23 August 2007...10:53 pm

Forgiving Betty Schwartz

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About ten years ago, now, my paternal grandmother started complaining about Betty Schwartz. My grandparents were living in South Jersey, then, so they would invariably see Betty and her husband, Harry, at diners; if you have spent any time at all in South Jersey you might seek solace in faux maple syrup and scrapple, too.

My grandparents probably ordered chicken at the diners, and for all I know, the Schartzes ordered pork tenderloin, but what the Schwartzes ordered was not my grandmother’s concern. What made her blood boil, what she would viciously mock whether the mockery made sense in the conversation or not, was what happened after dinner with the Schwartzes. At the end of each meal, Betty would collect all of the uneaten bread, unopened sugar packets, and–once things had reached an acute state of social lawlessness–unmelted butter squares from the table. (My grandmother never mentioned if Betty bothered to leave a tip).

Betty had Alzheimer’s, of course, and this would have been evident to everyone if we’d been thinking about Alzheimer’s at all in the summer of 1997. As it happened, though, the members of my family were all thinking, variously, of Spencer Dennis’s hazel eyes, Eagles exhibition games, the Spice Girls, a dissertation in Educational Psychology, a divorced husband and an available Harley-owner, and the feasibility of moving to Los Angeles for work.

The group above is composed of myself, my grandfather, my baby sister, my mother, my aunt, and my father; my grandmother was, in fact, thinking about Alzheimer’s. She had started hating Betty because she had started to hate herself.

Our birthday cards arrived later than usual, and then not at all; my grandmother refused and then forgot to take the very medicine that was supposed to help her memory; she stopped using her curlers and painting her nails; finally, the inevitable happened.

My grandfather has never taken care of himself; he went from his mother’s home to the US Navy to making a home with his wife, Ardel. He belongs to a generation of men that may be blindingly loyal to their wives and yet never notice what kind of dish soap is used in their kitchen. A few years ago, he came down with a kidney infection. Because he didn’t want to ask for help, and because my grandmother kept forgetting that something was wrong and they should do something about it, he was completely jaundiced. When my grandfather went in for a routine doctor’s appointment that week, all the skin on his body was yellow. He was in the hospital for a week afterwards, during which it became clear that my grandmother had been forgetting to feed them, too.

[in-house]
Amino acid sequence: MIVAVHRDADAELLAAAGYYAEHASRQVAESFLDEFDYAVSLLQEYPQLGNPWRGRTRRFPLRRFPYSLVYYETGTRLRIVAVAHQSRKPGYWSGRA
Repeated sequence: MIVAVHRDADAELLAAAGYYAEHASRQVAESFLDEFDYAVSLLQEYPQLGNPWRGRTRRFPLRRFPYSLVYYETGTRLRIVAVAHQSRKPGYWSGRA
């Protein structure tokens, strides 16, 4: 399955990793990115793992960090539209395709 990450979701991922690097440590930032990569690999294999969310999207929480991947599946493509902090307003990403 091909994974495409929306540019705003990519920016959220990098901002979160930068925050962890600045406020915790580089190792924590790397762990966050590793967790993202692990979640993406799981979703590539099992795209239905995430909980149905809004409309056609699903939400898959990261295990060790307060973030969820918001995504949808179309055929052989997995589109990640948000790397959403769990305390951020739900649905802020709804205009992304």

My grandparents live, now, in a sandstone complex that calls itself “The Shores At Wellesley Manor” and that is called by my grandfather “The Home.” The Home is in the same town as my parents’ beach house, and tonight I have come with them here, under the auspices of taking my grandmother to get a manicure.

My grandparents came over for dinner, and my mother cooked chicken-in-a-bag. I am not sure if chicken-in-a-bag exists in lands other than the one my relations and I inhabit, but my grandmother used to make it, so we thought it might help.

All that it could possibly help was the number of times my grandmother asked who was dead and who wasn’t dead, the number of times my grandmother marveled that I enjoyed, really enjoyed, driving a car, the number of times we told her about her upcoming 60th wedding anniversary, or the number of times my grandmother’s voice, high and reedy to begin with, wavered while she said “you know, I really worry that I’m losing something. There are things I just can’t remember anymore.”

She no longer mentions Betty Schwartz. If we are honest with ourselves, we may suppose that Betty has died.

We went to the boardwalk after dinner, and then walked them inside, to their room in The Home. My grandmother had both of her knees replaced years ago, but then forgot to do the exercises necessary for recovery, so walking down a hallway beside her is languorous. Tonight, as I tried to keep pace with my grandmother while I read off the names of residents as they were posted outside of their doors, I felt as if we had fallen in time with a fugue.

Miss Evelyn Simon. Reverend Horace Blick. Mrs. Johanna Kerns. Mrs. Myrtle Stallsmith. Mr. & Mrs. Jakob Greenwell. Mrs. Agnes Kershaw. Mrs. Delia Mae Preston. And then three doors in a row that were just labeled WELCOME.

It was really too hot in my grandparents’ apartment, and my grandmother–like a tired child after a big day–started to cry a little when we got back. On the drive back to our beach house, none of us mentioned my grandparents. Instead, we talked about the boardwalk, where we’d all eaten ice cream and sat on the same bench. My grandfather had been counting people. Tonight, he pronounced “Emma, there must have been 5,000 people out here tonight!” I mentioned this to my family and my mother said that my grandfather had made a similar pronouncement on Memorial Day Weekend, except that time it had been “Becky, there must be half-a-million people out here today!”

We all chuckled a little, and briefly discussed sample sizes and margins of error.

Then my father, a man who counts his blessings in both a spiritual and a corn-fed sense, sighed and said decisively “I do love the boardwalk.”

My mother must have been feeling coy. Or completely normal. “You like a touch of the common experience?”

He didn’t answer directly. “I don’t need a lot of it. The boardwalk.”

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